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Kampot pepper hit by climate change

Green pepper at a plantation in Kampot province. Paul Arps/Flickr
Green pepper at a plantation in Kampot province. Paul Arps/Flickr

Kampot pepper hit by climate change

Farmers of Kampot pepper have had a rough planting season due to climate change, but the decrease in production is unlikely to seriously affect the market, according to the head of the Kampot Pepper Promotion Association (KPPA).

KPPA President Ngoun Lay said he expected his members to harvest just 75 tonnes of pepper by the end of the growing season in June, which would mark a 26 percent decrease compared to last year’s production.

“The yield is less than last year, as in the beginning of season, the flowers of the pepper plant fell a lot because of climate change,” Lay said, adding that it wouldn’t be an immediate problem for farmers due to adequate reserves.

The KPPA is the governing body of farmers who label their pepper as Kampot pepper, which was given geographical indication (GI) status from the World Trade Organization in 2010.

The association’s membership swelled from 387 farmers and 21 distributors last year to 440 farmers and 29 distributors this year, according Lay.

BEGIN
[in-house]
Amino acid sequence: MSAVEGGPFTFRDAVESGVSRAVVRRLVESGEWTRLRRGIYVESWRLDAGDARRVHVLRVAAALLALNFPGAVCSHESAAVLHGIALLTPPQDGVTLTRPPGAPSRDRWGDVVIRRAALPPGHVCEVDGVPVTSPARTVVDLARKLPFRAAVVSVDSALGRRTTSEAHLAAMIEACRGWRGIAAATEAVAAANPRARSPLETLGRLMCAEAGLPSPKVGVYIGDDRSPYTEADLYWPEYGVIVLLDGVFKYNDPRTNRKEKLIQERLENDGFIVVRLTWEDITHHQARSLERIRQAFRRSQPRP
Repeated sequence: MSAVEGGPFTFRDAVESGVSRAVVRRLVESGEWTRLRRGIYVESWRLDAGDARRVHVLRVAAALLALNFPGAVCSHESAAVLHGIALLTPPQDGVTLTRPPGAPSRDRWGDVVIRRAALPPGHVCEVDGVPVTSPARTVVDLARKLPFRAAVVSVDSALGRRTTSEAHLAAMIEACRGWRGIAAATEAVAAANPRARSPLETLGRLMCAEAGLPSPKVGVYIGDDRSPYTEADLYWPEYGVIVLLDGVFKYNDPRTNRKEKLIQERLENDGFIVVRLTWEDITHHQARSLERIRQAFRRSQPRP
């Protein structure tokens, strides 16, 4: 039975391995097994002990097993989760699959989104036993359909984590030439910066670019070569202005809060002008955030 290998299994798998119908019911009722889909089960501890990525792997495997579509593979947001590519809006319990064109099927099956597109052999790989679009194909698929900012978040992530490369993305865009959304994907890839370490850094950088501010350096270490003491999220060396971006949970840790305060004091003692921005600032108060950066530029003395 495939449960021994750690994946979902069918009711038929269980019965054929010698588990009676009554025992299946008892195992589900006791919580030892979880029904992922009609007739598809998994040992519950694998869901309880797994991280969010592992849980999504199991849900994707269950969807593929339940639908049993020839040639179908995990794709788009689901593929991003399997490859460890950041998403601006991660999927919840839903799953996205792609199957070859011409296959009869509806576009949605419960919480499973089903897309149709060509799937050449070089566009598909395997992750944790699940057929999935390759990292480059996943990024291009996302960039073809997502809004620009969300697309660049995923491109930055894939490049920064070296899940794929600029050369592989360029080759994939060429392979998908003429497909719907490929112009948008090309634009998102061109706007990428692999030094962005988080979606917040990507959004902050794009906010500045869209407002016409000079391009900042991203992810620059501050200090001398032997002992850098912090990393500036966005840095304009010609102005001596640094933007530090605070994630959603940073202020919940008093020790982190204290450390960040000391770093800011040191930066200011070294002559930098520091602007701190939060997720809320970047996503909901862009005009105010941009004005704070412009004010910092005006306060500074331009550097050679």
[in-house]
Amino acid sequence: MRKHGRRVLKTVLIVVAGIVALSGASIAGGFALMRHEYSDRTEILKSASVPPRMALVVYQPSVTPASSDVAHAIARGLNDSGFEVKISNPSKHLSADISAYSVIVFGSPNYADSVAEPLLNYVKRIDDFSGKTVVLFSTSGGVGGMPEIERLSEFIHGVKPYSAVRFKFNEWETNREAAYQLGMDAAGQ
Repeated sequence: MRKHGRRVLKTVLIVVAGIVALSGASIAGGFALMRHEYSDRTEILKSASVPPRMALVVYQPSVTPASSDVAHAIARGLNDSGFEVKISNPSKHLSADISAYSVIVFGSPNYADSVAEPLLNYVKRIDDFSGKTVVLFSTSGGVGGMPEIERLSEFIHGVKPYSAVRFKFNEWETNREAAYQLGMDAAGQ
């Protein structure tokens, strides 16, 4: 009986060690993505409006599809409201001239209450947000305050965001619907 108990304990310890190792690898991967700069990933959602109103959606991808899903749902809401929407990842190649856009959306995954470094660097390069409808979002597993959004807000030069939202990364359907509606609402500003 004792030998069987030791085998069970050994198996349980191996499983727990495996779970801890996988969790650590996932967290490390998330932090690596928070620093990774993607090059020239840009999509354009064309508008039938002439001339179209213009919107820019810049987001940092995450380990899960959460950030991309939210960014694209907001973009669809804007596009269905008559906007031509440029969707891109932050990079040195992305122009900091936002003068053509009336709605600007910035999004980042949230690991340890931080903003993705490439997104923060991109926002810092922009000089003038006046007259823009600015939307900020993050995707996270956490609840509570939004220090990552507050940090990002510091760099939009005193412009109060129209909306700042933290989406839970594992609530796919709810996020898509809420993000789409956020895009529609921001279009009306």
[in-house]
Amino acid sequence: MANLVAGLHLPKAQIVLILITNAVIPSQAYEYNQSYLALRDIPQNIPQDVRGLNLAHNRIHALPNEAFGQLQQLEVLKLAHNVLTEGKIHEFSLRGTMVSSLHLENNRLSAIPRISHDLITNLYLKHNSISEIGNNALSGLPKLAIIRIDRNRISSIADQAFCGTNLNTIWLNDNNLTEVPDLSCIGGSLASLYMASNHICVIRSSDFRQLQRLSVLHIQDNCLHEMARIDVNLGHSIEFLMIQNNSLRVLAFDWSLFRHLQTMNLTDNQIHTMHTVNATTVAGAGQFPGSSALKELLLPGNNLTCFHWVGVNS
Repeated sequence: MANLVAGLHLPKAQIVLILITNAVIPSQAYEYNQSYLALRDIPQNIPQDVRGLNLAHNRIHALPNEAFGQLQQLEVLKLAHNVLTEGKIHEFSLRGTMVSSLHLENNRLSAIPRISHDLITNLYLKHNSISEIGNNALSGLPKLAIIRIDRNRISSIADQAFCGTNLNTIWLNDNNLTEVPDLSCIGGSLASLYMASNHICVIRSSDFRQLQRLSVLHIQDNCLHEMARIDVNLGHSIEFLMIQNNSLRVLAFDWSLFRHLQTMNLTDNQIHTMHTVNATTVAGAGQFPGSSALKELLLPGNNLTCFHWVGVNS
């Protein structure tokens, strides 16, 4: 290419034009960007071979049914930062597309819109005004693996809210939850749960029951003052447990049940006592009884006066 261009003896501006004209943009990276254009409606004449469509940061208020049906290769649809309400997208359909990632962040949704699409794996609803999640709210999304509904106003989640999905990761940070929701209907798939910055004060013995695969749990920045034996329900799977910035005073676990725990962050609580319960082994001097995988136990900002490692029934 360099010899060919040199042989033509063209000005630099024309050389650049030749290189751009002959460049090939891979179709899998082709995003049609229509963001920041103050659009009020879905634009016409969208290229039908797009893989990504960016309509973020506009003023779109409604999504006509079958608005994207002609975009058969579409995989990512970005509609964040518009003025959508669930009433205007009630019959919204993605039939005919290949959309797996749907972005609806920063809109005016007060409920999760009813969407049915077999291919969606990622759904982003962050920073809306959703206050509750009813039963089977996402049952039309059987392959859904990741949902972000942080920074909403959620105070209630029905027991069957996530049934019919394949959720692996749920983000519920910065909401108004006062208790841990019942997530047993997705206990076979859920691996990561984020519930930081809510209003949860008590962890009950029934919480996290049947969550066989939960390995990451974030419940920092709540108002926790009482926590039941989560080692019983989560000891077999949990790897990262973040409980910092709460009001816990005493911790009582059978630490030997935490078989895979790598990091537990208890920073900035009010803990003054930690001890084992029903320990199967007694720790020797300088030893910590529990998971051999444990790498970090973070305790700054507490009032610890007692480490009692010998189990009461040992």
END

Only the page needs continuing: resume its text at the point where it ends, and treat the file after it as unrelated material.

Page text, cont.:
Last year, the group’s members produced 102 tonnes of pepper but sold just 67 tonnes, and currently have about 60 tonnes in reserves, he said.

Kampot pepper’s GI area currently stands at 250 hectares located in Kampot and Kep provinces, of which 110 hectares have mature pepper plants and are able to be harvested.

Although buyers have not yet placed orders for pepper, Lay said he wasn’t concerned given the early date and the growth of his association.

“Buyers already told us they are coming to order,” he said. “We don’t worry about the market much, since we already have a lot of distribution companies.”

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